"This is an important milestone, bringing closer the day when we have a national Memorial which properly commemorates the 6 million Jewish men, women and children and all others murdered by the Nazis.
"Our planning system is rigorous, fair and transparent, and enables all points of view to be expressed. I’m grateful to the Minister and the Planning Inspector for giving such careful thought to our plans and to the objections raised. Our responsibility now is to move as quickly as we can towards completion, creating a Memorial that the whole nation can be proud of, and one which ensures that essential lessons are never forgotten."
Speaking on the passing of Asa Bruno, Lord Pickles said:
"Asa, had so much to give, his patience and calmness at the planning inquiry did us all a great service."
Chief Rabbi Chief Rabbi Ephraim Mirvis said:
"This is a significant moment on our journey towards a major national Holocaust memorial. Now the sacred work to enshrine our country’s commitment to teaching the essential lessons of the Holocaust in a monument and learning centre beside parliament, can truly begin. I would like to take this opportunity to thank all those responsible for bringing the project to this point, particularly Ed Balls, Lord Pickles and their team.”
Sir Ben Helfgott, Holocaust survivor, said:
Karen Pollock CBE, Chief Executive, Holocaust Educational Trust, said:
"Holocaust survivors like me came to the UK after liberation, and we made Britain our home; British forces liberated my sister at Bergen-Belsen concentration camp. The Holocaust is part of British history.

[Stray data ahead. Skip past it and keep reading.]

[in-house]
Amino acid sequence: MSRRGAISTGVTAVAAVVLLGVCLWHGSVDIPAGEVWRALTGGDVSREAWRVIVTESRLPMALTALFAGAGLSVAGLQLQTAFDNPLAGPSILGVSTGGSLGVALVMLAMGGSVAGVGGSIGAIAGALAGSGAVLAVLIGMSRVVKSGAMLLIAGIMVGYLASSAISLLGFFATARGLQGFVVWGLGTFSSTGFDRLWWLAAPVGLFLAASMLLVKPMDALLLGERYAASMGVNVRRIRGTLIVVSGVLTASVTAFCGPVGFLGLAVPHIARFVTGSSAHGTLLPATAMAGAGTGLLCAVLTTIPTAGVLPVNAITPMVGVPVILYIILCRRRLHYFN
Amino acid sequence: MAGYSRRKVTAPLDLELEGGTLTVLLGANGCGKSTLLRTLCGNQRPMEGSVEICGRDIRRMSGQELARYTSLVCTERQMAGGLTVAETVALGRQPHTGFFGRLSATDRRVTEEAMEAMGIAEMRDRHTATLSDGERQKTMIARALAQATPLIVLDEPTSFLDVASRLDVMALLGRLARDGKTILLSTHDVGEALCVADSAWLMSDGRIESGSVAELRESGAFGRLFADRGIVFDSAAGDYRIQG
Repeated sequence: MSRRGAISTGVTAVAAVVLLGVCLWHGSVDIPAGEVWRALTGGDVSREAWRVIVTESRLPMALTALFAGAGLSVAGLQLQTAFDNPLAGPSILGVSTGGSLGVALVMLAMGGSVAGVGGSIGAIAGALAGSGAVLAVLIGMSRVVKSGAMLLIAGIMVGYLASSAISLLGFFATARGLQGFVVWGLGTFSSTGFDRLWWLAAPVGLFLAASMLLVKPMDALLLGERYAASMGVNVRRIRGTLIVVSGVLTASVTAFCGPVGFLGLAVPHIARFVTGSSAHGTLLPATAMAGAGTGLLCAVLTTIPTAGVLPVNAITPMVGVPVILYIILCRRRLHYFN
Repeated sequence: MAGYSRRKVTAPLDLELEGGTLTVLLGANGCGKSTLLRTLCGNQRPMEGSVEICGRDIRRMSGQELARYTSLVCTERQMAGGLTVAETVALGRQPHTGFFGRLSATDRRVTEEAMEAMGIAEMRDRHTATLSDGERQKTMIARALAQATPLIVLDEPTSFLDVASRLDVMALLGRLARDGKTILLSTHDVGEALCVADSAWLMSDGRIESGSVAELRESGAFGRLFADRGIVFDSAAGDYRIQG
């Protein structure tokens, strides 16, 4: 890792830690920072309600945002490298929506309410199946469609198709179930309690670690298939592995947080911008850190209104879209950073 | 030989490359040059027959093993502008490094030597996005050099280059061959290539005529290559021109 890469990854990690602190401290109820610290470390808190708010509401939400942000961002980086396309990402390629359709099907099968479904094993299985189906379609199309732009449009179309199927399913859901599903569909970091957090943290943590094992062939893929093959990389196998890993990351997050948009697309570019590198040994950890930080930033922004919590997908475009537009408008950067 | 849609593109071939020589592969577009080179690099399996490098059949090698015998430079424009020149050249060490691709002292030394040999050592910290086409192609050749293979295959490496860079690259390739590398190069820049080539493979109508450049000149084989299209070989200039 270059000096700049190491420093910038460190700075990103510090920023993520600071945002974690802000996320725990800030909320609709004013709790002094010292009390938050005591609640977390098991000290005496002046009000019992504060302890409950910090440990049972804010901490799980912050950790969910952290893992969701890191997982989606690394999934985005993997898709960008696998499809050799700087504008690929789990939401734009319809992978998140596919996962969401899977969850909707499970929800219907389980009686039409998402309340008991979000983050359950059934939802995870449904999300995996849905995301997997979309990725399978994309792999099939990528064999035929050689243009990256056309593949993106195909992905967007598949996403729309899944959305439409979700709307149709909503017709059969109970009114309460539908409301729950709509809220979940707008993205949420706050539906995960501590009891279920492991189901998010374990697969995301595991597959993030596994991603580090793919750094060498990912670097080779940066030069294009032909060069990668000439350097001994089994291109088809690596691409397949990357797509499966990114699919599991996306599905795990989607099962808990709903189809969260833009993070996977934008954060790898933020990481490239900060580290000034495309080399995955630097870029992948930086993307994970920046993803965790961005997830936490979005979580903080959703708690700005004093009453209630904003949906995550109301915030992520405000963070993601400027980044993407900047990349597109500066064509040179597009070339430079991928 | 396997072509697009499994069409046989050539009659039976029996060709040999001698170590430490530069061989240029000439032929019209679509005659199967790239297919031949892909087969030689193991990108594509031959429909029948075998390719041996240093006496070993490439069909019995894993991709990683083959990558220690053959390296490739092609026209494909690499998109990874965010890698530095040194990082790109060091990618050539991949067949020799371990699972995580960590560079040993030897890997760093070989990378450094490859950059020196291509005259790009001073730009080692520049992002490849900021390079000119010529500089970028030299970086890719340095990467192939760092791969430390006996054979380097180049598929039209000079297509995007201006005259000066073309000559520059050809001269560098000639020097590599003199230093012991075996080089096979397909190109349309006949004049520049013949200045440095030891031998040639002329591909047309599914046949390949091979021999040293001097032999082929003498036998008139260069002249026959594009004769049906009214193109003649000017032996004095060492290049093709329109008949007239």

"I am proud that the UK Holocaust Memorial and Learning Centre is being built, in the heart of our country, so it can be visited by millions. I know that long after I, and the other survivors, are gone, the UK will continue to remember the Holocaust and learn what happened when hatred reigned."
"As the Holocaust moves from living memory to history, there could not be a more important time to build this Memorial, in the shadow of Parliament, as a reminder for generations to come of what happened when antisemitism and hatred were able to flourish. This Memorial and Learning Centre will be an important addition to the excellent foundations of Holocaust education and remembrance already established in this country and will help to ensure the legacy of the Holocaust for generations to come.
"The Holocaust is part of our shared history that everyone should know about and remember, and I’m proud that this UK Holocaust Memorial and Learning Centre is going to be built at the very heart of our democracy."
Nina Olshan, Micro Rainbow
"We support the decision to build this memorial in the centre of London, remembering the 6 million Jewish men, women and children murdered in the Holocaust as well as all other victims of Nazi persecution. It is essential that this memorial captures the diversity of the communities the Nazi’s murdered. This memorial can serve as a reminder of how far we still have to go."